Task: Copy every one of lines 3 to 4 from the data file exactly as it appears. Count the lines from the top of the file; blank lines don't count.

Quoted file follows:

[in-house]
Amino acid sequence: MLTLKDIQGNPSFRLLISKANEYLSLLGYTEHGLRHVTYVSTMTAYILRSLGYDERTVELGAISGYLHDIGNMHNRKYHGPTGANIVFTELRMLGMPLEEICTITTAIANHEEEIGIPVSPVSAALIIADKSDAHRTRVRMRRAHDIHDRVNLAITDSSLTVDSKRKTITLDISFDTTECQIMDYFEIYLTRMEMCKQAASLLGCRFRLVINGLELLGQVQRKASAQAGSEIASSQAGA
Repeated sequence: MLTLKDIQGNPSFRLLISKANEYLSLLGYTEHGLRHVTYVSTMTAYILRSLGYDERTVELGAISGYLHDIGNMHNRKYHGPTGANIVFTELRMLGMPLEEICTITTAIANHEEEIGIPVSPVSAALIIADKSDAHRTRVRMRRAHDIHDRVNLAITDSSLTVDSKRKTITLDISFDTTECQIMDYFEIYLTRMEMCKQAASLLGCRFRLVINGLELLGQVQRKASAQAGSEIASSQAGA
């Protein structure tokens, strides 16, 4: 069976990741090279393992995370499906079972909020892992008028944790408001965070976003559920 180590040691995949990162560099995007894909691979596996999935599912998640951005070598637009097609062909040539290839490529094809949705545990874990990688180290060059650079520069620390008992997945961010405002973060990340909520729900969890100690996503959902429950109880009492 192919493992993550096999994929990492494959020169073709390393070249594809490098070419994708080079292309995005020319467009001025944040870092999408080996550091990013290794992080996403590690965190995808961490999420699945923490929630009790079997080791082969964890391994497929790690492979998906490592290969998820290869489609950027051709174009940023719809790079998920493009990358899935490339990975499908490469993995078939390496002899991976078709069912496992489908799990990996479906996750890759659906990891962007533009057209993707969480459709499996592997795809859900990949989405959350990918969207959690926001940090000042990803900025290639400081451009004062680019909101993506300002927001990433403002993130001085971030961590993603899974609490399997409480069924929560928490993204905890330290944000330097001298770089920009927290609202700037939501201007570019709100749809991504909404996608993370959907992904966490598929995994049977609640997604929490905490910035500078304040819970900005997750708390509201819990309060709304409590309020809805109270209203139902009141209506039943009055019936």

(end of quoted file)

Repeated sequence: MLTLKDIQGNPSFRLLISKANEYLSLLGYTEHGLRHVTYVSTMTAYILRSLGYDERTVELGAISGYLHDIGNMHNRKYHGPTGANIVFTELRMLGMPLEEICTITTAIANHEEEIGIPVSPVSAALIIADKSDAHRTRVRMRRAHDIHDRVNLAITDSSLTVDSKRKTITLDISFDTTECQIMDYFEIYLTRMEMCKQAASLLGCRFRLVINGLELLGQVQRKASAQAGSEIASSQAGA
């Protein structure tokens, strides 16, 4: 069976990741090279393992995370499906079972909020892992008028944790408001965070976003559920 180590040691995949990162560099995007894909691979596996999935599912998640951005070598637009097609062909040539290839490529094809949705545990874990990688180290060059650079520069620390008992997945961010405002973060990340909520729900969890100690996503959902429950109880009492 192919493992993550096999994929990492494959020169073709390393070249594809490098070419994708080079292309995005020319467009001025944040870092999408080996550091990013290794992080996403590690965190995808961490999420699945923490929630009790079997080791082969964890391994497929790690492979998906490592290969998820290869489609950027051709174009940023719809790079998920493009990358899935490339990975499908490469993995078939390496002899991976078709069912496992489908799990990996479906996750890759659906990891962007533009057209993707969480459709499996592997795809859900990949989405959350990918969207959690926001940090000042990803900025290639400081451009004062680019909101993506300002927001990433403002993130001085971030961590993603899974609490399997409480069924929560928490993204905890330290944000330097001298770089920009927290609202700037939501201007570019709100749809991504909404996608993370959907992904966490598929995994049977609640997604929490905490910035500078304040819970900005997750708390509201819990309060709304409590309020809805109270209203139902009141209506039943009055019936």